Covering the New Hampshire Primary

Maxwell Surprenant and Kaitlin Clark at a polling place
Maxwell Surprenant and Kaitlin Clark at a polling place

Maxwell with fellow Kid Reporter Kaitlin Clark at a polling place in Manchester, New Hampshire

On February 9, the day of the New Hampshire Primary, my family and I drove from Boston, Massachusetts, to Manchester, the largest city in New Hampshire. New Hampshire has traditionally held the first presidential primary in the United States since 1916. For the past several months, as this year's primaries approached, presidential candidates held town hall meetings and rallies all over “the Granite State.”

While in Manchester, I caught up with voters at a polling place. Derek Pagliuca said that he’s concerned about the economy and illegal immigration. He added that he has done a lot of reading and research about the candidates. “People say that one vote doesn’t count,” he told me. “But that’s not true. If you don’t get out and vote, you don’t have anything to complain about.”

Voter Deborah Pare said that she is concerned about education, health care affordability, and the federal deficit. “It’s important for kids to get involved," she said, "because someday they're the ones who are going to run our country.”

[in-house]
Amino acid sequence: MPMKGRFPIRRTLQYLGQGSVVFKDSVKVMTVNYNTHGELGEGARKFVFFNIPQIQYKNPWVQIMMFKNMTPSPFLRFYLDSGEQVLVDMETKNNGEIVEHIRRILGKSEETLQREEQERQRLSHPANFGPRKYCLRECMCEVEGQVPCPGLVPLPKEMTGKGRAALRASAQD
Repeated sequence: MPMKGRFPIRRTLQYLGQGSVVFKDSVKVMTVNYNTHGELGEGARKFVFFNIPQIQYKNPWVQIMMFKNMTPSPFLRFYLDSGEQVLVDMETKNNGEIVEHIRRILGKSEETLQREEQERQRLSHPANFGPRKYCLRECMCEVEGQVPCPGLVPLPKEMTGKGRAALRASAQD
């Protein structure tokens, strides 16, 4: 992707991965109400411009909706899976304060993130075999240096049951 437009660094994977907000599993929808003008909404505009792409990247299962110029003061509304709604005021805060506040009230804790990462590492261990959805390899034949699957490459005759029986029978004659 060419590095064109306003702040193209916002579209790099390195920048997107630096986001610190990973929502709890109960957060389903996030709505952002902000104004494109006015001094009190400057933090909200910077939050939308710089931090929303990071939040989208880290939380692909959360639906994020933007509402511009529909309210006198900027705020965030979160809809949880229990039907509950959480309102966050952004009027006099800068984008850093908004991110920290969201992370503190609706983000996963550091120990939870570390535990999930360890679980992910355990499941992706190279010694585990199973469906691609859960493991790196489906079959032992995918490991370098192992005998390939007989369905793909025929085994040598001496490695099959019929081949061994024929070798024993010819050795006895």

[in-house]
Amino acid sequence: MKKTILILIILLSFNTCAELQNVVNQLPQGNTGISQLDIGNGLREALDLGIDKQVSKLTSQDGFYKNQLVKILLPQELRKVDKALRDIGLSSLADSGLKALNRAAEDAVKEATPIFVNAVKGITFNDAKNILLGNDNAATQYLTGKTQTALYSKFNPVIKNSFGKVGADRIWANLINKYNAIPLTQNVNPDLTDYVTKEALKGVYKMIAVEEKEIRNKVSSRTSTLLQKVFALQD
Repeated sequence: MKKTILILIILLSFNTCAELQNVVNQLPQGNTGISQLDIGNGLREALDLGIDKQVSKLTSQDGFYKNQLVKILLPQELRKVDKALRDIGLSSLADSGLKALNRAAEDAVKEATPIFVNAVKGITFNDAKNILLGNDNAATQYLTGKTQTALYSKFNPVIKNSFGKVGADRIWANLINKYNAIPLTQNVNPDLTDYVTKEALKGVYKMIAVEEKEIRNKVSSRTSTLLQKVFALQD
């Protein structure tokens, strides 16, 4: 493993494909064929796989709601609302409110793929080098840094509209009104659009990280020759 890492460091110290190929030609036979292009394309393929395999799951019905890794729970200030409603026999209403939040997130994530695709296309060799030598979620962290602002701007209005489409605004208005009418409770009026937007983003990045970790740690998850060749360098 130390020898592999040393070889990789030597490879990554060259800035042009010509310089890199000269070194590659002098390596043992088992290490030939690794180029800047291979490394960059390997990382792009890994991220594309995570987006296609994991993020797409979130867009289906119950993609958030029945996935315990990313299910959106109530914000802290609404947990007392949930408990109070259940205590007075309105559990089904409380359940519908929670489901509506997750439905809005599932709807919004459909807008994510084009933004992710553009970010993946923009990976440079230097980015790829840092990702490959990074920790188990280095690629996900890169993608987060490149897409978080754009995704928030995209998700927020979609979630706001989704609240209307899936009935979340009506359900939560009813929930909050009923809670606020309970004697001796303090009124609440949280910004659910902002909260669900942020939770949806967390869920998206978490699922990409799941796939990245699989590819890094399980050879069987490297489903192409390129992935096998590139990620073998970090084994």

A Bernie Sanders bus in Manchester, NH

A Bernie Sanders campaign bus in Manchester


At the Radisson Hotel, journalists from around the world set up media centers to report on the primary results. “Australians are fascinated by how the American election works,” Mike Amor, the Los Angeles Bureau Chief for Australia’s Seven News, told me. “They find [Republican candidate] Donald Trump [to be] unusual and quirky.”

Amor explained that in his country, you have to vote or you get fined. “Kids should vote as soon as they're eligible,” he advised. “It’s important to be part of the process because that’s your voice.”

In New Hampshire, Senator Bernie Sanders won the Democratic contest. Trump won on the Republican side. While the state's "first-in-the-nation" primary is important, winning there does not guarantee who the final nominee from each party will be. We’ll have to wait for more states to hold primaries and caucuses.

Photos courtesy of the author